A painting of Amitabha Buddha on display at the museum. From rbth.com
The State Museum of Oriental Art (SMOA) in the heart of Moscow is exhibiting Russia’s biggest collection of Buddhist and Asian art, boasting a diverse collection from the Republic of Buryatia in the Russian Federation, Kazakhstan, India, Iran, Mongolia, and Tibet. Visitors can view a unique range of artifacts and art that includes paintings, sculptures, and antiquities from the Middle Ages, such as weapons, jewellery, household items, and textiles.
The museum has dedicated galleries displaying Buddhist art from China, India, Japan, Korea, and Vietnam. “Our museum comprises exhibits from Japan to Turkey,” said Tigran Mkrtychev, deputy general director for scientific work at the museum. “We also have artwork from former Soviet republics in Central Asia and the Caucasus.” Among the most impressive exhibits is a mural of the Buddha and his followers dated to the 2nd century. “It dates back to the Kushan Empire,” said Mkrtychev. The Kushan Empire (30–375) was a geopolitical force that extended from Uzbekistan all the way to the Indo-Gangetic Plain. (Russia Beyond the Headlines)
The museum also has a model of the cave monastery of Kara-Tepa (sometimes spelled Kara-Tepe), a complex of temples and monasteries that were built in the beginning of the 2nd century. Kara-Tepa, which means “Black Hill,” was built on three mounds in the northwestern Old Termez in Uzbekistan, with the caves bearing a resemblance to the rock-cut Ajanta Caves in Maharashtra, India. The museum also has a huge collection of thangkas, Buddhist paintings on cotton or silk, that depict Buddhist deities from China, Mongolia, Tibet, as well as Buryatia.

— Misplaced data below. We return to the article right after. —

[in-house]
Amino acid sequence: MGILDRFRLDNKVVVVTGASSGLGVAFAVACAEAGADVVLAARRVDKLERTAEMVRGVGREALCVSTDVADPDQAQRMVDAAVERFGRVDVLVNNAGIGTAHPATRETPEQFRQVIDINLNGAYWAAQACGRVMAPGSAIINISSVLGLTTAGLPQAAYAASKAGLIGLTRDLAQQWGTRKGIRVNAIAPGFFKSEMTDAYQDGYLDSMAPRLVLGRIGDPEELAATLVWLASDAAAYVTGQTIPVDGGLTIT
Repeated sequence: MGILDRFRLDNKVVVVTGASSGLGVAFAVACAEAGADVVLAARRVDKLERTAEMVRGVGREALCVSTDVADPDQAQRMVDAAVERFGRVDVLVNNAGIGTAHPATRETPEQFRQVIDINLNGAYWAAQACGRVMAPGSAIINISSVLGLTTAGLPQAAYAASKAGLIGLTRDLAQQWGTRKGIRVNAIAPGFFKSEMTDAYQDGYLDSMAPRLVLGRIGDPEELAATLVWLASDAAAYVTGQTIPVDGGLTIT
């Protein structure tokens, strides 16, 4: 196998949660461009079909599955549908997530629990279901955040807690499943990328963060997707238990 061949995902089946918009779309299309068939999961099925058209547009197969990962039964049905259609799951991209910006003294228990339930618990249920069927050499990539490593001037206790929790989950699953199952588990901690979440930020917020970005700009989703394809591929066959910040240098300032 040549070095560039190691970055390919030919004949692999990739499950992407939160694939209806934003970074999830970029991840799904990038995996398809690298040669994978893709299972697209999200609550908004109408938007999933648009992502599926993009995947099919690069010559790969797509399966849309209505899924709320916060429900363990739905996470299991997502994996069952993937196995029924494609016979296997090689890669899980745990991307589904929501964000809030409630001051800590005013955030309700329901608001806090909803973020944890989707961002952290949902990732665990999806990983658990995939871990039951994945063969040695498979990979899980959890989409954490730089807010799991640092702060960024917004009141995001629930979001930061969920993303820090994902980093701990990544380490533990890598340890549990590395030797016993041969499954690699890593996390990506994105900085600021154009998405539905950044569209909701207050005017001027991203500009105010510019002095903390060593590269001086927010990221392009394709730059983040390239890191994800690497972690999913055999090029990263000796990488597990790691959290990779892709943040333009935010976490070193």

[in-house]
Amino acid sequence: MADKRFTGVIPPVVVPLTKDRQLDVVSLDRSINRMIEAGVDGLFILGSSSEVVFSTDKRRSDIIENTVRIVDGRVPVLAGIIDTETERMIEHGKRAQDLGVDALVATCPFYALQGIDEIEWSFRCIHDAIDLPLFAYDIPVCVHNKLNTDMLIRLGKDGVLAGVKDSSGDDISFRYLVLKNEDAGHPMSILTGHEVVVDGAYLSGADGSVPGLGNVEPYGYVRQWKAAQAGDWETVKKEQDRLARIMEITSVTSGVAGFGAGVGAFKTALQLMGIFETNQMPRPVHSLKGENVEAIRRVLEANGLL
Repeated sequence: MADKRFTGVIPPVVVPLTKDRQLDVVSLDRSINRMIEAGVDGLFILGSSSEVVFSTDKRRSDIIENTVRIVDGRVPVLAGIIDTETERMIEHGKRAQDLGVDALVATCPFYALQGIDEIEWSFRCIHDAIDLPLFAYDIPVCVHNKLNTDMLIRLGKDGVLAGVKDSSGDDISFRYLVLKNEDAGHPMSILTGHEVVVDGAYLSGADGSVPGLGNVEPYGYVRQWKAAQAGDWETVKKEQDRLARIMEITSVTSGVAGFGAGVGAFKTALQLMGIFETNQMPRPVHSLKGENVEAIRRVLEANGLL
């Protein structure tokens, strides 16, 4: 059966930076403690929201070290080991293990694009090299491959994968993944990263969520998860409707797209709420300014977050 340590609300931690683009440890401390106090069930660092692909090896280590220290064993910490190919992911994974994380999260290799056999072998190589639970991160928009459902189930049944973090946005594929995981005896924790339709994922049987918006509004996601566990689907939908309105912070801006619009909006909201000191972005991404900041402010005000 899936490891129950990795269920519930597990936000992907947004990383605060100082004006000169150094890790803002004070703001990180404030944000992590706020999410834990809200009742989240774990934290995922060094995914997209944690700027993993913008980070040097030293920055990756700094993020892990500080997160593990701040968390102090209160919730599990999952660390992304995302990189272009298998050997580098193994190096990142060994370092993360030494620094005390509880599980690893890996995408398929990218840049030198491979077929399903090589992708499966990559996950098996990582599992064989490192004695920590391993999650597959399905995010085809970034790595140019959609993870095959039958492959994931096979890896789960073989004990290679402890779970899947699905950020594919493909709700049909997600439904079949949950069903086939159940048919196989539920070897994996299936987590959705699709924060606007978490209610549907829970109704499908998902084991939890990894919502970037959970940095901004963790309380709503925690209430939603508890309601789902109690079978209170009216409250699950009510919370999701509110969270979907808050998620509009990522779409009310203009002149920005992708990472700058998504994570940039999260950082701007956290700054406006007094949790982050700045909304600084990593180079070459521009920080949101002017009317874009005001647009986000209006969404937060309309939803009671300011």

A particularly large collection of artwork from Vietnam and Indonesia is also housed in the museum. The collection from the Indonesian archipelago includes Buddhist and Hindu bronze statues as well as Balinese and Javanese shadow puppets. After the State Hermitage Museum in Saint Petersburg, the SMOA houses the largest collection of Indian art in Russia. Along with Buddhist art, it has statues of a 9th century Ganesh, 10th century Rama and Krishna from southern India, and a number of Hindu deities from the 17th and 18th centuries. “India is so diverse a country that it deserves a museum to itself,” said Mkrtychev. (Russia Beyond the Headlines)
The Art of Indonesia Exhibit at the State Museum of Oriental Art. From mydestinationmoscow.com
The SMOA was founded in October 1918. Its main building is known as “The House of Lunins,” adn was previously the home of the Lunin family. The Lunin clan’s most famous son Mikhail (1787–1845) was a soldier, a poet, and one of the leaders of the Decembrist revolt against Nicholas I’s (1796–1855) ascension to the throne of the Russian Empire on 26 December 1825. The museum is now one of the largest cultural educational institutions in the Russian Federation.
Besides being an exhibition center, the museum also serves an R&D function by employing professionals and researchers who curate and study the museum’s artifacts. Each year it hosts activities that include tea ceremonies, yoga classes and workshops, lectures, classes for children, concerts, films, and conferences for researchers and specialists in Asian art.